Courage under fire is something we would all hope to have, but you never actually know until you’re tested. When 22-year-old Marine Corps Lance Cpl. Lester W. Weber was tested in Vietnam, he proved his courage — and then some — by taking out several enemy soldiers to keep his fellow Marines safe. Weber never got to come home, but his valor during the hardest of times earned him the Medal of Honor.
Weber was born July 30, 1948, in Aurora, Illinois, to George and Elsie Weber. He had two brothers, including George Jr., who also became a Marine.
Weber attended Hinsdale Central High School for two years before he dropped out to enlist in the Marine Corps Reserve in September 1966. By then, the war in Vietnam was escalating. So, about four months later, on Jan. 23, 1967, Weber enlisted in the regular Marine Corps.
He finished his training by June 1967 and deployed to Southeast Asia about a month later. Then a private first class, Weber was assigned as an ammunition carrier and squad leader with Headquarters and Service Company of the 3rd Battalion, 7th Marines, 1st Marines Division.
In November 1967, Weber was promoted to lance corporal. He had completed his normal tour of duty abroad, but he decided to extend it by six months, which is why he remained in Vietnam into 1969. That January, he assumed the role of squad leader with 2nd Platoon, Company M in the 3rd Battalion.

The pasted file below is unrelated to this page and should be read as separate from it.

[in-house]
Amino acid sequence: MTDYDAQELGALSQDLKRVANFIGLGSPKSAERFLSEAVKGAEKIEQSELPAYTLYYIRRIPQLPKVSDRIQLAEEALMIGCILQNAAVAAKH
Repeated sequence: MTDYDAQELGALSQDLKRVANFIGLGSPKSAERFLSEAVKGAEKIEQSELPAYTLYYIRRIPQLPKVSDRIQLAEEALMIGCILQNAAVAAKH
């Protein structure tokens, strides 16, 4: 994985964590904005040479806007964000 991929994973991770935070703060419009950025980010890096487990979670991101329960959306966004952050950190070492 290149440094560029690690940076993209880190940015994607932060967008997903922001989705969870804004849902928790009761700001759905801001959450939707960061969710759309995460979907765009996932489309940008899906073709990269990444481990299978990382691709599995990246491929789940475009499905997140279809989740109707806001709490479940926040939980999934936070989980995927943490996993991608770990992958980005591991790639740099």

On Feb. 23, 1969, Weber was leading his Marines during a search and clear operation in the Bo Ban area of the Hieu Duc district in Quang Nam Province. They were sent to help a squad from another platoon, which was in the middle of a fierce firefight with a well-entrenched enemy battalion.
As Weber’s platoon moved through a rice paddy, they were suddenly attacked by enemy soldiers hiding in the paddy’s tall grass. Weber quickly dove into one patch of grass and took down an enemy soldier before forcing 11 others to break their contact with his fellow Marines. He then overwhelmed another North Vietnamese Army soldier in hand-to-hand combat.
Once that man was no longer a threat, Weber noticed two other enemy soldiers firing on some of the Marines from behind a dike. He ignored the intense gunfire and ran through it, diving into the area where those enemy soldiers were. He wrestled the weapons out of their hands and took them out, too.
At this point, Weber’s heroics had caught the attention of many of the enemy fighters, so they began concentrating their fire on him. However, he continued to stay exposed, yelling encouragement to his fellow Marines. As he moved forward to again attack an enemy soldier, he was shot and killed.
Without Weber’s motivation, courage and fighting spirit, his comrades may not have had the will to fight as hard as they did. For giving his life to the cause, Weber earned the Medal of Honor. His family received it from President Richard M. Nixon during a White House ceremony on Feb. 16, 1971. Three other Marines and a few soldiers who had also earned the high honor received their medals during the same ceremony.
Weber is buried in Clarendon Hills Cemetery in Darien, Illinois, not far from where he grew up. He continues to be remembered in that area today. In 2003, a memorial stone honoring him was set into the ground near the flagpole of the St. Isaac Jogues Grammar School, where he spent his formative years.
Weber Hall, a Marine barracks at Naval Air Station North Island in San Diego, also stands in his honor.
This article is part of a weekly series called “Medal of Honor Monday” in which we highlight one of the more than 3,500 Medal of Honor recipients who have earned the U.S. military’s highest medal for valor.
Source: Department of Defense